Document Type : Full length article
Master Student, Department of Forestry, Sari University of Agricultural Sciences and Natural Resources
Associate Professor, Department of Forestry, Sari University of Agricultural Sciences and Natural Resources
Assistance Professor, Department of Forestry, Sari University of Agricultural Sciences and Natural Resources
PhD Candidate, Department of Forestry, Sari University of Agricultural Sciences and Natural Resources
The increasing use of satellite remote sensing data for civilian use has proved to be the most cost-effective means of mapping and monitoring for environmental changes. Satellite remote sensing has played a pivotal role in finding forest cover, vegetation type and land use changes in urban areas. One of the most complete of these methods is classification. The conventional per-pixel image classification techniques have proven ineffective due to disregarding spatial information of the images in digitally classifying urban land-use and land-cover features in high-resolution images. From all classification approaches, texture is believed to be more advantageous for high-resolution images. This is because texture not only utilizes the spectral information but also takes into account the spatial configuration of pixels. The aim of this study is evaluation on the ability of GeoEye-1 data and image texture features and boosted tree classifiers & regression method (BRT) to delineate the urban land cover and urban land use.
Materials and methods
GeoEye-1 images have been employed in the land-use classification. We applied geometric rectification using a road network map. The number of training pixels should at least be equal to ten times the number of variables used in the classification model for a parametric classification approach. However, several studies have shown that non parametric machine learning algorithms require larger number of training data to attain optimal results. To create an exhaustive database with an optimal size for the training and accuracy assessment, 873 sampling points were taken in field surveys using Global Position System (GPS) in the region 3, Tehran City. The ground reference dataset was divided randomly into 7.10 and 3.10 for training and testing, respectively. Then, image texture features including mean and variance of first order, entropy, dissimilarity and homogeneity of second order was processed in ENVI. The Boosted Tree Classifier and Regression (BRT) were used in land use classification. The error matrix of the classification results was formed. The BRT is a combination of statistical and machine learning techniques and an extension of CART, a promising technique used in ecological modeling. Over the past few years, this technique has emerged as one of the most powerful methods for predictive data mining. The BRT combine the strengths of two algorithms: regression trees, models that relate a response to their predictors by recursive binary splits, and boosting, an adaptive method for combining many simple models to give improved predictive performance. It is one of the several techniques that aim to improve the performance of single models by fitting many models and combining them for prediction. The good performance of BRT is depending on regularizing the boosted trees options and stopping tree growing parameters. For boosted tree options, the shrinkage rate as specific weight for single tree and number of boosted trees are two important parameters. Choosing the best shrinkage rate is important to prevent over fitting the predictions. Empirical studies have shown that shrinkage rate of 0.1 or less usually lead to better models. In addition, for small data sets (n=500), the shrinkage rate can be set as 0.005 and for the larger ones (n=5000) it can be set to 0.05. Therefore, regarding the data, the shrinkage rate of 0.05 was used in the present study. The number of boosted trees is effective to produce unbiased results. Thus, to find the optimal tree, initial 300 additive terms trees were set as the number of simple classification trees to be computed in successive boosting steps. For applying the bootstrap training learning, we used 90 percent of training samples. The stopping parameters control the complexity of the individual trees that will be built at each consecutive boosting step. These parameters are including minimum five in child node, which control the smallest permissible number in a child node, for a split to be applied, and maximum fifteen nodes in each tree, which will split.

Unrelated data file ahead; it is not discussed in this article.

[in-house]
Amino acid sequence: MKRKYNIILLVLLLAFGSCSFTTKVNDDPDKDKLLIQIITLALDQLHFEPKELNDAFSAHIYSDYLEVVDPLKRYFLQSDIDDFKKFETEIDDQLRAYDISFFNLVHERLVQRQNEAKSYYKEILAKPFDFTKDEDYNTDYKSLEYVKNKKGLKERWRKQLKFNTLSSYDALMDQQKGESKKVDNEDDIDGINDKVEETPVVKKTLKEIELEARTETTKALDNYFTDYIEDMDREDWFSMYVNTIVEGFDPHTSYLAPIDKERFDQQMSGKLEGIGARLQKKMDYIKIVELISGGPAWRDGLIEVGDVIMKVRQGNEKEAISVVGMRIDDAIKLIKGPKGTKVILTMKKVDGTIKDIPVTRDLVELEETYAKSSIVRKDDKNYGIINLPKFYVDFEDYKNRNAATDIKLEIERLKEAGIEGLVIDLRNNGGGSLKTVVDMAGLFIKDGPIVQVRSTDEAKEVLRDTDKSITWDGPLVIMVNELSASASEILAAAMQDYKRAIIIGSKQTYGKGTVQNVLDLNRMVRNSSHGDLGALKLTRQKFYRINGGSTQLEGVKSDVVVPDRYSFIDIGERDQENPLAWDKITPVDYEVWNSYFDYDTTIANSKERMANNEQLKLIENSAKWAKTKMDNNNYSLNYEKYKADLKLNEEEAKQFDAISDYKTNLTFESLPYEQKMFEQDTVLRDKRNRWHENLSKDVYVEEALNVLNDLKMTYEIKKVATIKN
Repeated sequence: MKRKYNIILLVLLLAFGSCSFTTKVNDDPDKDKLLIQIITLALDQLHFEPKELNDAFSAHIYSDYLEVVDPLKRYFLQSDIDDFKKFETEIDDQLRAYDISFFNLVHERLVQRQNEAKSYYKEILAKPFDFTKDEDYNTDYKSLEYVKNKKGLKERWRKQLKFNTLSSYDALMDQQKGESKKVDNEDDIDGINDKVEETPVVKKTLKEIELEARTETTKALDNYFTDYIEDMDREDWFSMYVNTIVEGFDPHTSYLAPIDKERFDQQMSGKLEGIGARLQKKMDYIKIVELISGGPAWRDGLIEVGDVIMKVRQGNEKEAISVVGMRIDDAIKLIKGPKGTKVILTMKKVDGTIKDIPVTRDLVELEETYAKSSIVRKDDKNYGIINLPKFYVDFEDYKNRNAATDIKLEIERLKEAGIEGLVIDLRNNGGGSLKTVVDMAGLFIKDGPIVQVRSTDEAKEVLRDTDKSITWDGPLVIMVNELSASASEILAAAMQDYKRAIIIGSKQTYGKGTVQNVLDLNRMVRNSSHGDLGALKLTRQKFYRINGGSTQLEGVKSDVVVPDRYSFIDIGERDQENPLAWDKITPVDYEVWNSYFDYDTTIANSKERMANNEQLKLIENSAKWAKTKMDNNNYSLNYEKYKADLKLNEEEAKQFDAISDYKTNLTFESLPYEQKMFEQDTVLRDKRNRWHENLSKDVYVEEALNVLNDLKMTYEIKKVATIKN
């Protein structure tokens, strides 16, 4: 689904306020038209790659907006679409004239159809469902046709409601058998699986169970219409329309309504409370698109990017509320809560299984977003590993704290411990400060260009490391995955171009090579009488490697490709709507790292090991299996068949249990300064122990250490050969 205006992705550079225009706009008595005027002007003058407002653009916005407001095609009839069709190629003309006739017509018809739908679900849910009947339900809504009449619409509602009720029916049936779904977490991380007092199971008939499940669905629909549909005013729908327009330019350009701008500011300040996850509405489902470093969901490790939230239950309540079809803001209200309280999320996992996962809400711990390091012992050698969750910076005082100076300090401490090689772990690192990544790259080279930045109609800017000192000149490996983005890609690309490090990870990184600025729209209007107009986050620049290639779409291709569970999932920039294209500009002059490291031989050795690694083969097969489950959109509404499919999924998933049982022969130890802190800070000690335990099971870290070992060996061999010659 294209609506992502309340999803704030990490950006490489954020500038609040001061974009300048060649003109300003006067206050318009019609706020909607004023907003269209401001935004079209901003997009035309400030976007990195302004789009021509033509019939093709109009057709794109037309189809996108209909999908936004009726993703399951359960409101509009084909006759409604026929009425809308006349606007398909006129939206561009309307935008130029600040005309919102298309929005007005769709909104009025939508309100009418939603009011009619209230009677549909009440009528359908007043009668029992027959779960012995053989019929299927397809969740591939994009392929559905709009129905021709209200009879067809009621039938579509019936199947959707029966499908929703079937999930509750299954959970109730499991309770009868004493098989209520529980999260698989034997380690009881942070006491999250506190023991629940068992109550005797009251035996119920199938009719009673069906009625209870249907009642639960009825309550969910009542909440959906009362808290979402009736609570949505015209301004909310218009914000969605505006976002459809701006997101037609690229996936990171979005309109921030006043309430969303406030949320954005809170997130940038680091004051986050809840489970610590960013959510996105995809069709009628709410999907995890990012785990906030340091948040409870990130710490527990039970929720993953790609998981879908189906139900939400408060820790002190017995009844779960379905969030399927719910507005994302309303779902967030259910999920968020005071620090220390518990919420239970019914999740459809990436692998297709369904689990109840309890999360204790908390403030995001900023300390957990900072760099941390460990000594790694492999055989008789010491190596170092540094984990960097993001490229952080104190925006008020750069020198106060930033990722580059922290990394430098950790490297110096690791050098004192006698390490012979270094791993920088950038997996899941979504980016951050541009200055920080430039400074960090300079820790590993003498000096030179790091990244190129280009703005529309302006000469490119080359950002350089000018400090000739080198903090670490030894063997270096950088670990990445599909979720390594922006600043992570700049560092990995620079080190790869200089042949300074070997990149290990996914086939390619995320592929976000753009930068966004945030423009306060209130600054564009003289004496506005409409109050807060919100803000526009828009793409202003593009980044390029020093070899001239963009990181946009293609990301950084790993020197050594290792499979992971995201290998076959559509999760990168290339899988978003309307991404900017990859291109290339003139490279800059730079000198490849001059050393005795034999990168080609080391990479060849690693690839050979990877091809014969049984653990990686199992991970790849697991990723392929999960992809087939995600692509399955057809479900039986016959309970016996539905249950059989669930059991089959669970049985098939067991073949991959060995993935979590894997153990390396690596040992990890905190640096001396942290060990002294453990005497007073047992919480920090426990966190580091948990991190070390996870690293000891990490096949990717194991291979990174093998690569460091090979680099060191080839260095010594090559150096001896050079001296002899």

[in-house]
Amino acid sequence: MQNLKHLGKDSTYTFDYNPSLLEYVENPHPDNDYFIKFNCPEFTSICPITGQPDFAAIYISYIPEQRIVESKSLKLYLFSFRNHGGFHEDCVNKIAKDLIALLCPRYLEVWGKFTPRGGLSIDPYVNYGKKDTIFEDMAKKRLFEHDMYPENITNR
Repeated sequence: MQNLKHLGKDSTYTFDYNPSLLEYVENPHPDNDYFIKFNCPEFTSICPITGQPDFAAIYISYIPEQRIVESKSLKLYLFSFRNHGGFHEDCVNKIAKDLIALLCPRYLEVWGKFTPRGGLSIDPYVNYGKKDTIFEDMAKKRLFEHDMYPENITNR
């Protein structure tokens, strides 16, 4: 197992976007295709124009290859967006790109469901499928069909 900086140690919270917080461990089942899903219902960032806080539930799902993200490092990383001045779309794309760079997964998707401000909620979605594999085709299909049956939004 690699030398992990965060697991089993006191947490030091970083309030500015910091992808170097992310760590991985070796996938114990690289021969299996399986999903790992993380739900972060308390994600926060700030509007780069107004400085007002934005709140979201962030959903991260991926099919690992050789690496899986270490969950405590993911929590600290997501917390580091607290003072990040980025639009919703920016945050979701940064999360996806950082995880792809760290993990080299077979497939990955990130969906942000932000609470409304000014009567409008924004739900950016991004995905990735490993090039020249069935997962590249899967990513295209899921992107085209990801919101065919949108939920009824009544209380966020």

Result and conclusion
Our results indicated that the overall accuracy and Kappa coefficient for the best compositions of features and main bands were 92% and 90%, respectively. Texture analysis in classification, in fact, the spectral and spatial pattern of pixels were applied simultaneously to obtain better results. As mentioned previously, the texture analysis is capable to increase the accuracy of classification in the especially heterogeneous urban areas.
This can be concluded that the strengths of the GeoEye imagery data and the potentials of the image texture features and BRT method can help the urban planners monitor and interpret complex urban characteristics.